Schroeder, Sinclair recognized as exemplary liaisons and mentors
To celebrate Rice’s centennial, this year the university will honor 100 staff members who represent the best of Rice culture. Each week, Centennial Stars will be recognized for their contributions to excellence, and we’ll introduce them in Rice News.
This week’s Centennial Stars are known as exemplary liaisons and mentors for the university. They are Gayle Schroeder, academic program administrator in Bioengineering, and Bart Sinclair, associate dean of engineering.
Schroeder came to Rice four years ago as a staff assistant in bioengineering and has been promoted twice.
Described as “vital to the success” of graduate students in bioengineering, Schroeder is regarded as an unwavering source of support.
“Gayle is an asset to our department and many students would be lost without her,” a colleague wrote in a letter nominating her for the award.
As one of her primary responsibilities each spring, Schroeder helps organize graduate recruiting weekend.
“The response from visiting students has been outstanding,” a colleague wrote. “They consistently describe how positive an experience they had visiting Rice and the department.”
Along with her work managing the program and graduate student affairs, she is known for her efforts to enhance students lives by serving as the primary contact between the students, department faculty and the institution as a whole.
“In times of need, Gayle works tirelessly and often after dark, and through all of it, her door is always open, and she welcomes people with a smile,” wrote a colleague.
Sinclair has spent more than 40 years at Rice, first as a student and then as a professor. He received his undergraduate degree from Rice in 1973 and his master’s and doctorate in 1974 and 1979, respectively.
He joined the faculty in Rice’s electrical engineering department in 1978 as assistant professor. Since 1999, he has served in the dean of engineering’s office. As associate dean, he has primary responsibilities for academic affairs, faculty recruitment and financial matters.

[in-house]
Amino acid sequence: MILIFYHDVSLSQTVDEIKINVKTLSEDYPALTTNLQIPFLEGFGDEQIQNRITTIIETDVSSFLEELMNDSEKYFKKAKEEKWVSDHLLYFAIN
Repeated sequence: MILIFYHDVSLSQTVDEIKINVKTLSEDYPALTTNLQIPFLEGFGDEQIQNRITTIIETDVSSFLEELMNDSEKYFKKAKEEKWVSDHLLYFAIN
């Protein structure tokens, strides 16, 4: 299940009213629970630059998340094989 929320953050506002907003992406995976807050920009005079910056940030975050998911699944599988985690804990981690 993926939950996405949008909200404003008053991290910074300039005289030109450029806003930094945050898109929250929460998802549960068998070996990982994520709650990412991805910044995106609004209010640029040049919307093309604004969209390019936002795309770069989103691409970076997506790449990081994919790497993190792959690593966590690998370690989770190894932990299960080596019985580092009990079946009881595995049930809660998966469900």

“In this capacity, he regularly interacts with faculty, staff and administration, where he is known for his depth of knowledge, perception and judgment in important decisions affecting people, the school and the university,” wrote a colleague.
In addition to these responsibilities, Sinclair is often the face of engineering to prospective students and their parents and regularly takes time out of his schedule to meet both individually and collectively in weekly scheduled information sessions.
“It is his passion to add the opportunity for both parents and students to ask the questions they want to know about Rice and about engineering,” wrote the colleague. “No online information can substitute for this personal interaction.”
This year Sinclair was recognized by Rice Engineering Alumni Association as the recipient of the organization’s first Distinguished Service Medal for his exemplary service. In 2007, the Rice Board of Trustees honored Sinclair for his great work and service to the university.
“He is not only the institutional memory of the school, but that he is the heart of the School of Engineering,” a letter said.
To nominate someone as a Centennial Star, go to people.rice.edu/stars. For more information, contact Rebecca Millet at email@example.com.
To view previous Centennial Stars, visit http://people.rice.edu/Content.aspx?id=2147483712.